A couple years ago, fresh from their shared ascent into the television pantheon with “Breaking Bad,” three graduates of that show’s epochal five-year run met in the garden of West Hollywood’s Chateau Marmont. Show creator Vince Gilligan, his colleague and right-hand writer Peter Gould and actor Bob Odenkirk were there to discuss whether Odenkirk’s morally bankrupt but irresistibly amusing shyster lawyer character from the show, Saul Goodman, could have a second life. “At the time,” says Odenkirk, “they weren’t sure. A half-hour comedy was even considered. But my first question was, ‘How do we make him a likable enough guy to be the protagonist of a series?’”
Odenkirk’s recent second Emmy nomination for “Better Call Saul” assures us a solution did arrive, but the quandary they initially faced is one each of his fellow lead actor in a drama nominees would also seek to solve: How do you take a dark-hued protagonist and convince audiences to follow him? Rami Malek’s troubled hacker Elliot in “Mr. Robot,” Matthew Rhys’ agonized Russian spy Phillip on “The Americans,” Liev Schreiber’s bat-wielding Hollywood fixer in “Ray Donovan,” Kyle Chandler’s fratricidal cop John Rayburn in “Bloodline” and Kevin Spacey’s sinister “House of Cards” politician Frank Underwood all come with something of a toxic aftertaste.
“Saul’s” creators felt sure they could establish a sympathetic rogue in Jimmy McGill, a lawyer who’d later change his name to Saul. “Our great concern was, where is this character’s vulnerability?” recalls Gould, “How can he be hurt? If he has nothing to lose, you miss the humanity.” By giving Jimmy compulsive brother Chuck (Michael McKean) and wised-up girlfriend Kim (Rhea Seehorn). “Learning he cares so much about them helped us find that character,” says Gould. Adds Odenkirk, “You can’t help but enjoy Jimmy’s exuberance, even as it’s married to his bad ideas.”
Schreiber’s Ray worked the seams of corrupt Hollywood for most of four seasons before he showed his abuse-damaged innermost self in a teary confessional with a priest, soon followed by a surprising one-line benediction to his troubled family. “I knew what I had to say was, ‘I love you all so much,’ but those words are uncommon to Ray, so something had to break, he had to let go and be vulnerable — and that’s the most terrifying thing in the world for him,” the actor says. To “Ray” show runner David Hollander, “What makes a heroic character today is the examination of the flaws. What all good stories are doing is examining the truth of being a modern human being compelled by many different desires — to love a family, to be married, be lustful, to have money or not, wanting to serve others or not.”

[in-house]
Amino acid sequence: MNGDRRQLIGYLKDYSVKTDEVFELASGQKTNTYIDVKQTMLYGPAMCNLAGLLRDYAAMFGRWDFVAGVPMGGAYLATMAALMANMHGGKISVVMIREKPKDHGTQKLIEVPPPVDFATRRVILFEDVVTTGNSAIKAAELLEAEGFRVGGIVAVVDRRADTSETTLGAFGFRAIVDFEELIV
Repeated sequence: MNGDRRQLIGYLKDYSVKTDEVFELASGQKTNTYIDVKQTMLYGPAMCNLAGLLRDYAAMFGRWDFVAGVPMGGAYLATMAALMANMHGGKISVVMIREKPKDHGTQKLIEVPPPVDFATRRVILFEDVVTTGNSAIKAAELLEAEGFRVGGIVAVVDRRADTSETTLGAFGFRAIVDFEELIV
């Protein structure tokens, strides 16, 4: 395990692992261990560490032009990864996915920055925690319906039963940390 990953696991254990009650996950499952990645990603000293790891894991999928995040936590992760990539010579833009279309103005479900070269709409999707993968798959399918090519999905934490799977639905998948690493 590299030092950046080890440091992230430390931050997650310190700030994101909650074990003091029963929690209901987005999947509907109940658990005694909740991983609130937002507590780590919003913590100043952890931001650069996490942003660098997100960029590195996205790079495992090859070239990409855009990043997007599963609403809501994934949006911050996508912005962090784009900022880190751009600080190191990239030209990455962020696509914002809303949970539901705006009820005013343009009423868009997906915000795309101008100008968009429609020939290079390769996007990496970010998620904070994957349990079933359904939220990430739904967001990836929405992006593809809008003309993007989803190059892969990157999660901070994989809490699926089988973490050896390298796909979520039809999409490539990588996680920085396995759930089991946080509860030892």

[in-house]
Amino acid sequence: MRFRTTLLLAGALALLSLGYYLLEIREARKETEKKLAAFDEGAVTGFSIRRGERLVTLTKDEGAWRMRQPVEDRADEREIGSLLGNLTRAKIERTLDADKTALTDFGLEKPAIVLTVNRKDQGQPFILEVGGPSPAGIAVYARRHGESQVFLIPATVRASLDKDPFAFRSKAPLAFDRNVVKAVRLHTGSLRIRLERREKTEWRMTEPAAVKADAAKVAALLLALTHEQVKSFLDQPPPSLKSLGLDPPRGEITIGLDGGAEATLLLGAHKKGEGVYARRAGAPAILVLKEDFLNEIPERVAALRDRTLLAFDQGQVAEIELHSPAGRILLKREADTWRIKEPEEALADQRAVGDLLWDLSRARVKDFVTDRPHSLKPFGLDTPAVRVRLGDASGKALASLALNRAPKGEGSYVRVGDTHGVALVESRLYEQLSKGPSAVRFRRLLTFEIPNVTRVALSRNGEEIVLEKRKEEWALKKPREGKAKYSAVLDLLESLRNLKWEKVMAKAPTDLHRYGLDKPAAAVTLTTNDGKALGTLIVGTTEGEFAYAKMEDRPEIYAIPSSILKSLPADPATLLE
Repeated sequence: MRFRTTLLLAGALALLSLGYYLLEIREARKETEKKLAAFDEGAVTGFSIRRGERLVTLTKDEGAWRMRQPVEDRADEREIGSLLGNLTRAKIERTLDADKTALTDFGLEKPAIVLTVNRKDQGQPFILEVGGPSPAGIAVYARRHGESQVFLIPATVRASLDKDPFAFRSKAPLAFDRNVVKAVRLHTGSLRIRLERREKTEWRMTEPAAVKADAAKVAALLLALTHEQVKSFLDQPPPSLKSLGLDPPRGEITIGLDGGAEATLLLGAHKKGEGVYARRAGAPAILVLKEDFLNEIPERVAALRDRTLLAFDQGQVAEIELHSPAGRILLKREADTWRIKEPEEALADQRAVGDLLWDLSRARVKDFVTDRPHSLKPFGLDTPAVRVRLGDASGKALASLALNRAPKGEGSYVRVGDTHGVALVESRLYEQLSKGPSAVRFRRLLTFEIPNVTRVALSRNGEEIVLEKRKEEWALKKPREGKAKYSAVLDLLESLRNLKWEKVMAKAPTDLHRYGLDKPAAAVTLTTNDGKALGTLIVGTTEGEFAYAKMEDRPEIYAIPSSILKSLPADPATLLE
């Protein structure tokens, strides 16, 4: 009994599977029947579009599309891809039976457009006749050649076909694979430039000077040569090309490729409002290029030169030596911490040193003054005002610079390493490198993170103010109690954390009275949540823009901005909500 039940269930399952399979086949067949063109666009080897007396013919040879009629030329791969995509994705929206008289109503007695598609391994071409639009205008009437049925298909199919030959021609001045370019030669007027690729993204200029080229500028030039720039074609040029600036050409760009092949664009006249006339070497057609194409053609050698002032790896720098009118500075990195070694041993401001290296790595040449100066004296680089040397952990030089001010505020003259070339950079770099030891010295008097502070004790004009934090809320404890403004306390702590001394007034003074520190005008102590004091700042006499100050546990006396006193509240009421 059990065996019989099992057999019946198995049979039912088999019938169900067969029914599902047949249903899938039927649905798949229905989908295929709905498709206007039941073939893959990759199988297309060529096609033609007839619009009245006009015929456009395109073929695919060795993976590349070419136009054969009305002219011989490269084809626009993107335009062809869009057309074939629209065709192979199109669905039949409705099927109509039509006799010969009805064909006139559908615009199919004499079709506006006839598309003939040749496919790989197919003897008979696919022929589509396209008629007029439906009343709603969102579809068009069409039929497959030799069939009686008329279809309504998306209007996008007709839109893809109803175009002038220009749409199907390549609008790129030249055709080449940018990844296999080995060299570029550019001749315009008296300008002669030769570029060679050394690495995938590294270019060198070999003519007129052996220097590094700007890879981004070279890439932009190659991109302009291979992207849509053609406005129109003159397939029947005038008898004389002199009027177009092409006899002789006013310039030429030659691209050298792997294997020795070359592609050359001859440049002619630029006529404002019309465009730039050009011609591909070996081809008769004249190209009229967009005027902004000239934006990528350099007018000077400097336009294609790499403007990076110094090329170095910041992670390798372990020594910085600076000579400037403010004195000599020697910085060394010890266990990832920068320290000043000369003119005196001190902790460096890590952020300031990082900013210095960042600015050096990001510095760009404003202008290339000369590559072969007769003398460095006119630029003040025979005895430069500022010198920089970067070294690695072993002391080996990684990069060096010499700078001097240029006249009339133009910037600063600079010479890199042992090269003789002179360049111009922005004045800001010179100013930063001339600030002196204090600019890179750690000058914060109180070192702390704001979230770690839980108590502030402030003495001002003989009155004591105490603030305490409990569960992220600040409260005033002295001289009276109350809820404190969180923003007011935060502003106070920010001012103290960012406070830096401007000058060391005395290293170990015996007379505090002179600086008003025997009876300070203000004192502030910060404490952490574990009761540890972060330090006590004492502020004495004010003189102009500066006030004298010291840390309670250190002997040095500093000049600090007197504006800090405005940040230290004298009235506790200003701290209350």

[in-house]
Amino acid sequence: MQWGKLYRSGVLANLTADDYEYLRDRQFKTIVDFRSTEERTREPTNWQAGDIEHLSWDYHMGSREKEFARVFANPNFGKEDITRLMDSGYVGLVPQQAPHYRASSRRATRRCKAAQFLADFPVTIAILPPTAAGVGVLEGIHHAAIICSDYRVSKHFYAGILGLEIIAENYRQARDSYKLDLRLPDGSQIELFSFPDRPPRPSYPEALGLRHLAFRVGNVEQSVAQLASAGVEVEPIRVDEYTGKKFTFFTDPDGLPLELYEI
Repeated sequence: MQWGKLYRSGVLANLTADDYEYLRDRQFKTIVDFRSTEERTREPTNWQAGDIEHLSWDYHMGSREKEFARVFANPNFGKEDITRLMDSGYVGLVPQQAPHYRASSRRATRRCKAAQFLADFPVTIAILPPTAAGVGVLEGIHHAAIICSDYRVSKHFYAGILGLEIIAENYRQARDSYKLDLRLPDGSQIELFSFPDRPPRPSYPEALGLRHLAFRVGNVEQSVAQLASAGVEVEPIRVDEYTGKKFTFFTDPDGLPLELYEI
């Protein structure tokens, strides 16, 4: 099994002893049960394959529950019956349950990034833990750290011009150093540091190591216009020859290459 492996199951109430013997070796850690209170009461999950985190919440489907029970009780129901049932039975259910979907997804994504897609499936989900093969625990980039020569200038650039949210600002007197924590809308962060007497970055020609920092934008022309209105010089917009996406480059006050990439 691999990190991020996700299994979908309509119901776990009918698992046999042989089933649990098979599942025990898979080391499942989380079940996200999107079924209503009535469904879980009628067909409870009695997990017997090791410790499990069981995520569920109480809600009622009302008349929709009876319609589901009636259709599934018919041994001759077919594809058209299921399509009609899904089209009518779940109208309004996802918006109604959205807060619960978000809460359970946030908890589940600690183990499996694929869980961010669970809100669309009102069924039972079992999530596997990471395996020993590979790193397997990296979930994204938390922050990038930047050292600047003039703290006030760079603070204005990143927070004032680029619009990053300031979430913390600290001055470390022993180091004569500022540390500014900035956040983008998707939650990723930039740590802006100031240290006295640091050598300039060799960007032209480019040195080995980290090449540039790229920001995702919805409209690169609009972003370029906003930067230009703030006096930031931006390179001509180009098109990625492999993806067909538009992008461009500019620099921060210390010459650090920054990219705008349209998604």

Rhys stepped in to direct this past season’s episode of “The Americans” in which his character must cut loose a pretend wife he’s exploited for spy work — a scene he and writer Stephen Schiff agreed should play without music, and with only one last line from the heartbroken woman: “Don’t be alone.” To Rhys, “there’s nothing you can say to another human being at that point that will in any way balm what’s going on, nor his own great guilt.” He adds, “I never play for the audience’s sympathy — they know the toll it’s taking. It makes him and Elizabeth [costar Keri Russell] real, in that they are fallible. I love this character not as a spy who can do everything, but for the cracks and chinks.” To Schiff, the characters’ agonies highlight “the division between what someone does and what someone is. In wrestling with that division, we recognize there’s something molten and juicy and complex.”
“Bloodline” co-creator Daniel Zelman knew in casting Kyle Chandler, formerly “Friday Night Lights’” embraceable Coach Taylor, “People would lean into Kyle, who we learn does this unthinkable thing. We watch him struggle to do the right thing, but even when a family gets rid of the black sheep, you actually don’t get rid of the problems — they just move around.”
“Mr. Robot’s” Malek agreed with show runner Sam Esmail early on that his addictive, closed-off character “was not your average human being. We never aspired to make him likable. He has certain aspirations for the way he would like the world to be, and he was gonna go after that any way he could.” As the low-affect Elliot gradually exhumes his past, says Malek, “You’re forced as an audience member to navigate inside his head, see everything he’s grappled with that becomes that much more telling.”
Perhaps “House of Cards’” Spacey most dares us to withdraw, as the patently evil POTUS who steadily proves, as he says, “This ain’t your daddy’s West Wing.” Not unlike Malek’s Elliot, he turns to the audience with barbed commentary. “I like to think of the direct address as [talking with] your best friend — the person you tell things you wouldn’t even tell your wife.”
In the end, it’s these glimpses of humanity and vulnerability that keep viewers coming back for more of these compelling, yet tainted, heroes.